At Home Behavior Supports
Transitioning to school at home is a big change for our students and us as parents! Many of the same positive, proactive supports that we put into place in your children’s’ classroom can be modified for the home setting. Below are a few suggestions that may help make your remote learning time more successful:
1) Try to provide warnings ahead of transitions:
“In 5 minutes we are turning off the TV and we will start our math assignment”. When it is time to transition, give clear directions: “Thanks for turning off the TV! grab your iPad and pencil and come meet me at the kitchen table” Provide praise when your child transitions well!
2) Discuss with your child your expectations for when you also have work to do:
This could be things such as “when I am on a conference call, you can write down your question and hand it to me” or “if you get hungry while I am working, I set out three snack choices for you” or “If you can’t figure out this assignment while I am on a work call, you can go on Epic or Dreambox until I can help you”.
3) Encourage independence:
At school our students are encouraged to ask a friend before asking their teacher if they have questions about an assignment. You can encourage your child to ask an older sibling. Use technology to your advantage as well! You can have your child ask “Alexa” or “Google” how to spell a word or define a word if you have a smart speaker. Encourage your child to email their teacher with questions as opposed to you doing it for them.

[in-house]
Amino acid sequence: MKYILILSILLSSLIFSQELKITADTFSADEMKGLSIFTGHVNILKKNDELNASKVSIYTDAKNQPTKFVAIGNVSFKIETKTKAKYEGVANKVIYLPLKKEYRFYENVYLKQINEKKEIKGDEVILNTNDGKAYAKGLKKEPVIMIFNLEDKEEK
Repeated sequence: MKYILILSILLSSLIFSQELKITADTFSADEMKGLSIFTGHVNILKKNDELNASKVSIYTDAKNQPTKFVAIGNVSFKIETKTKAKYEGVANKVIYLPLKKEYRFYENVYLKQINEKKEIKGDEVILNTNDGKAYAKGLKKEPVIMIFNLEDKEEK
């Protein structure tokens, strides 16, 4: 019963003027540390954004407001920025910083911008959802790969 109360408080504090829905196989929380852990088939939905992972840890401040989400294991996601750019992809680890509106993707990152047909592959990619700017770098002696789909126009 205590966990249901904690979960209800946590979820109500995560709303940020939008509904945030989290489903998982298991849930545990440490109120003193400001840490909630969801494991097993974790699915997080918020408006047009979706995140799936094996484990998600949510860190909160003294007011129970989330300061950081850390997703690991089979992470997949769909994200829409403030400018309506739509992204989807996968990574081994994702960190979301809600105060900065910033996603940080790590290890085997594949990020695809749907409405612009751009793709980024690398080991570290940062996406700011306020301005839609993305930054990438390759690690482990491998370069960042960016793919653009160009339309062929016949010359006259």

4) Create a family positive behavior system:
This is uncharted territory for us both as educators and parents. Look to create a system that rewards the behaviors we want our children to display and all work together. This could be a poster where you all earn stars for being helpful or kind or following directions without whining. Once your family gets a certain number of stars (start low, you want this to be attainable within a week or less!) they can earn a fun family reward. A nature scavenger hunt, a special cooking project, or a family indoor picnic or movie night are all fun rewards. Another positive support that many students are familiar with is putting a marble (you can use pebbles, or cotton balls as well) for displaying certain behaviors. Try to target one thing at a time and be specific–”Listening to mom and dad on the first ask” is always a good one! Put an item in the jar each time that behavior is displayed and when the jar is filled they can turn it in for a fun activity (see suggestions above). I would suggest having these systems be something all kids in the family are working towards together to encourage working as a family team!